Over the past century, heavy rainfall and snowstorms have grown more frequent and more severe in many parts of the U.S.—including the northeast—as a result of our warming climate. In a study published last month, researchers from Dartmouth College, University of Vermont, and Columbia University investigated exactly what those changes looked like here in New England.
Concord Monitor columnist David Brooks spoke with NHPR’s Peter Biello about the new study on this week’s Granite Geek.
You write in your column that the context to all this is a 2014 report called the National Climate Assessment. What did that report find, and how did it prompt this new study?
As the title suggests, it was trying to assess the climate and how it had changed over the whole country. So it broke things up into regions and it looked at various parameters over time. One of the things it found was that extreme precipitation events had increased in most of the country and had increased more in the northeast than elsewhere.
And when we talk about extreme precipitation events, what exactly does that mean?
Well the definition can vary slightly, but for the study we’re about to talk about, the definition is 2 inches of precipitation or more in a 24-hour period—which is a lot. We had a ton of rain last week, and I got 1.2 inches over a 24-hour period. Could be rain, could be snow melted down to water, could be hail I suppose.
So they looked at that, and the northeast had more [increase in precipitation than the rest of the country], so some researchers at Dartmouth, Columbia, and the University of Vermont said let’s look at it more closely, because if we just look at the northeast, we can parse the data more closely.
They gathered historical precipitation data from almost 5,900 weather stations all around the northeast, and their definition of the northeast extends clear down to West Virginia, and they looked at what had happened over time.
They found that yes indeed, the number of extreme precipitation events had increased over basically the last century, starting about 1910. But, what was odd is that they didn’t increase very much at all until the middle of the 1990s, and then it jumped.
Any sense as to why?
No—this is your classic good science. Good science generates more questions than it produces answers.
You’re right, the question is obviously, what the heck happened, and then why did it happen?
Can you give us a sense of what this change felt like to someone living in the affected areas?
Anecdotally, we all kind of know it. It feels like there have been more flooding events
This is flooding events, not the total amount of rain you get over the course of the year. If there’s a drought, like we had last year, that would drop the average. Then if you get a flood, like an Irene, that is what we’re talking about, large events that wash out culverts, overrun your roads, and flood fields.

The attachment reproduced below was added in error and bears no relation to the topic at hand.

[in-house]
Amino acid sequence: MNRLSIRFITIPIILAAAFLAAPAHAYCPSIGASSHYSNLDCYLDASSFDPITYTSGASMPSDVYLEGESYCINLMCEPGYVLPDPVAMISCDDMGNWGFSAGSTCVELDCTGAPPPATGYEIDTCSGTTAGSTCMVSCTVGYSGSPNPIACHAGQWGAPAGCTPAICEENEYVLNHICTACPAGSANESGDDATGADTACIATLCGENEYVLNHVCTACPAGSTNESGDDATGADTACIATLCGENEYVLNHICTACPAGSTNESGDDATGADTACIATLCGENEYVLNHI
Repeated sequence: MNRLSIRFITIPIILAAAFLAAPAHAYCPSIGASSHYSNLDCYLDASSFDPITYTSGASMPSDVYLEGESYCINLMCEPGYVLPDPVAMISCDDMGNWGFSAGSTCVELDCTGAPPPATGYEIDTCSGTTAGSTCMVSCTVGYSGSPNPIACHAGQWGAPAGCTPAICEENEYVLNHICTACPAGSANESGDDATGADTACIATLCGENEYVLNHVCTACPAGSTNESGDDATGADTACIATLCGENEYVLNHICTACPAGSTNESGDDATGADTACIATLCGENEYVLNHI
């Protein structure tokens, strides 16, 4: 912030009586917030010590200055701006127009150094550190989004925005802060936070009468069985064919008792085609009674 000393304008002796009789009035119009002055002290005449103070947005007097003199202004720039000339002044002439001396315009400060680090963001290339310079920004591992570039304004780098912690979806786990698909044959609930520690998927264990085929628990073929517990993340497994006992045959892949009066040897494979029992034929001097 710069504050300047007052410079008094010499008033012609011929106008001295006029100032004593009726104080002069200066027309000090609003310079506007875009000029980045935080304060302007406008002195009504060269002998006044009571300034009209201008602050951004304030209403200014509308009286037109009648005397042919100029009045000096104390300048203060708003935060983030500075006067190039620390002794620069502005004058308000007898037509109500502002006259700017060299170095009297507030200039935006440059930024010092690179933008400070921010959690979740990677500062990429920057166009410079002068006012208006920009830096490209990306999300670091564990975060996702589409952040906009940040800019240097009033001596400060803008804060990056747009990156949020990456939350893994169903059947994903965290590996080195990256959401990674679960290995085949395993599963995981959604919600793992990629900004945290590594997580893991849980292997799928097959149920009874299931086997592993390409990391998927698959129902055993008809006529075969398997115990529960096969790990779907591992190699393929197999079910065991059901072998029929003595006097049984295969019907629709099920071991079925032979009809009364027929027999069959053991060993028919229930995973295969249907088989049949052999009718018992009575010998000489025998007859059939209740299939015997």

My joke is that umbrellas became more necessary as of 1995, but to a certain extent that might not be true, because we might not be having much more rain total if we’re having more extreme dry spells in between the extreme rain—it’s definitely extreme weather that all the models indicate is likely to increase, although it’s increasing in an unexpected way.
Do the researchers assert that this is due in part to climate change?
No, they’re being very careful about that, it’s too early there. What they’re really trying to do is improve their climate models.
Critics will say, you can prove anything with climate models, as you write in your column.
Right, and you can prove anything. But climate models are very good—you and I use climate models and weather models every single day. When I was a kid, nobody knew what the weather was going to be like in 2 days. Now, I can look at a phone—I get mad if it can’t tell me whether it’s going to rain in an hour. That’s all due to climate modeling.
So, they want to use this information to create a better climate model to know what’s going on in the future. They’re going back now and looking at data about what was happening in the atmosphere around the mid-90s. Was there some change in the jet stream, was there some change in low-pressure systems down in the Caribbean that pushed tropical storms up north? Things like that.
That kind of information can be used in big-picture climate models, and that percolates down to what changes we’re more likely to see in the future.
The more information you can get, the more interaction, the more you can understand about [the climate]. This is an indication of why the climate, and climate change, is such an incredibly difficult thing to measure and to predict.
You and I, we’re laymen, we would think that, you know, there’s a little more greenhouse gas in the atmosphere every year, so things are going to get a little warmer, a little wetter every year, and we’ll just slowly march up.
But that’s not at all what happens. It doesn’t change for a while and then it suddenly leaps, for some reason, because there’s an interaction in the background that we don’t understand. So, the more information we get, the more we can predict this weird, jumping-up-and-down, changing system that is the climate, and which is going to make life interesting in decades to come.